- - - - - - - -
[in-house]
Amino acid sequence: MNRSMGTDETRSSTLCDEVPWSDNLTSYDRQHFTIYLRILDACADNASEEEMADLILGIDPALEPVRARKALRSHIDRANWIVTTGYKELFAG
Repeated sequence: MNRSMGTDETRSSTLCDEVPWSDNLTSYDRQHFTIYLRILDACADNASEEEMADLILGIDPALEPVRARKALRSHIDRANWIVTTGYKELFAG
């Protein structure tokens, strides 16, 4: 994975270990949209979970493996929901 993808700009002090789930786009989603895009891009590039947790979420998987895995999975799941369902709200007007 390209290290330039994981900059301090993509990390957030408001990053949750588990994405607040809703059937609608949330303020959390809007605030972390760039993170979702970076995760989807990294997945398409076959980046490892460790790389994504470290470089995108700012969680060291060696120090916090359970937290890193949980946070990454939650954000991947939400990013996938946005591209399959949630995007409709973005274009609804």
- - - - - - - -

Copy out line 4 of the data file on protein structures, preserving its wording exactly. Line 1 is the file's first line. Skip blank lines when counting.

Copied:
């Protein structure tokens, strides 16, 4: 994975270990949209979970493996929901 993808700009002090789930786009989603895009891009590039947790979420998987895995999975799941369902709200007007 390209290290330039994981900059301090993509990390957030408001990053949750588990994405607040809703059937609608949330303020959390809007605030972390760039993170979702970076995760989807990294997945398409076959980046490892460790790389994504470290470089995108700012969680060291060696120090916090359970937290890193949980946070990454939650954000991947939400990013996938946005591209399959949630995007409709973005274009609804």